Here, finally, must certainly be the last word on Angry Birds. Certified Human Factors Engineering Professional Charles L. Mauro has done an exhaustive report called "A Cognitive Teardown of Angry Birds," in which he breaks down, piece by ever-lovin' piece, the throw-birds-at-pigs game and just what it does to users and their experiences.
The whole thing is quite interesting if you're into user experience design, but the gist is that Angry Birds fits extremely well within our brains' "mental model" of what the game should be. Not only is that bird-tossing physics engine easily calculated into our cranium, but the game's bite-sized levels (which you can scroll across to re-check at any time) also play into our short-term memory programming as well.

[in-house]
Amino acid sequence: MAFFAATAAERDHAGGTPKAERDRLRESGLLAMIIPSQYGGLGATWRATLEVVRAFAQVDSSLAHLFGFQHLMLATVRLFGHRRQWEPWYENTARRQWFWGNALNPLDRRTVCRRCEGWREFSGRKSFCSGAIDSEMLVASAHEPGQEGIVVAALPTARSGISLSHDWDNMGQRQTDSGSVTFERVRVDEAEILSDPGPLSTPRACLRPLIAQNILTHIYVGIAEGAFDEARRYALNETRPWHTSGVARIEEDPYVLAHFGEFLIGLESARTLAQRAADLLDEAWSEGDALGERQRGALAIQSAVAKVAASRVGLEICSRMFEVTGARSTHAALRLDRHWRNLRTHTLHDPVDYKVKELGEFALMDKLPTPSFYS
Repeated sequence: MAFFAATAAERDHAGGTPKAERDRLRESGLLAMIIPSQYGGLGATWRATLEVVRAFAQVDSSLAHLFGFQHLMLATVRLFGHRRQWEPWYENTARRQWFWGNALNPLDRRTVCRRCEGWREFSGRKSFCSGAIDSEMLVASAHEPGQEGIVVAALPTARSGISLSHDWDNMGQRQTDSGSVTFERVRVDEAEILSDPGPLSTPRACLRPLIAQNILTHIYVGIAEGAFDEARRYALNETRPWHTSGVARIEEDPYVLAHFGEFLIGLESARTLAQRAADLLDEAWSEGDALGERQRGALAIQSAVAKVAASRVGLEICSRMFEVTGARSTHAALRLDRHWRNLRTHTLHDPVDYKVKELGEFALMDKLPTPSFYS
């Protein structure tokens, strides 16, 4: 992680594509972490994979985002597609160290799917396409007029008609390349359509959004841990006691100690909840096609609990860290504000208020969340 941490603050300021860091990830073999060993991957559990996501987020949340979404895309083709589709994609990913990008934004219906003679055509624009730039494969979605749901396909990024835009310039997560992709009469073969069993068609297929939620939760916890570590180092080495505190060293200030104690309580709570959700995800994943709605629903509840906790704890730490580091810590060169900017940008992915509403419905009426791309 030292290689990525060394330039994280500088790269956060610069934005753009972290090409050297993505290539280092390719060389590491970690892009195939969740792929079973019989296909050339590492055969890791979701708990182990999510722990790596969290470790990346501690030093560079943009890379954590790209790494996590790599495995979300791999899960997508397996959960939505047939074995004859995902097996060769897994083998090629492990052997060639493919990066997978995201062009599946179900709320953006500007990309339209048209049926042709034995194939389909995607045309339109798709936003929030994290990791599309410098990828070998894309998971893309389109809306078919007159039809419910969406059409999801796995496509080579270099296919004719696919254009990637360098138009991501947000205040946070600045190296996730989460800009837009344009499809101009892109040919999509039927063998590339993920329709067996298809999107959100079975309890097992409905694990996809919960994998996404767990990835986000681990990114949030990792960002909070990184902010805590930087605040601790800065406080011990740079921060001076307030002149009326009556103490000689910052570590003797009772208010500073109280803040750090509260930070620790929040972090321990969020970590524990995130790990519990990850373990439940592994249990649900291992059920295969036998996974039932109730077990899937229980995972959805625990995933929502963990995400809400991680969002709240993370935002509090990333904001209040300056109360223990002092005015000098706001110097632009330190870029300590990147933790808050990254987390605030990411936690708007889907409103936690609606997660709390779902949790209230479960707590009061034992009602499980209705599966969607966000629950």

And finally, Angry Birds nails down the visual experience by being both simple enough for almost anyone to understand, but just complicated enough to remember in an iconic way (so much so that the characters in the game have been turned into cakes, costumes, and even, um, bras. What Angry Birds did is no secret (and lots of other games have aped its look and aesthetics since -- that "star rating on tons of levels" feature is now an iOS staple), but Mauro has done an excellent job really breaking down point by point why this game is so astoundingly successful on a cognitive level.
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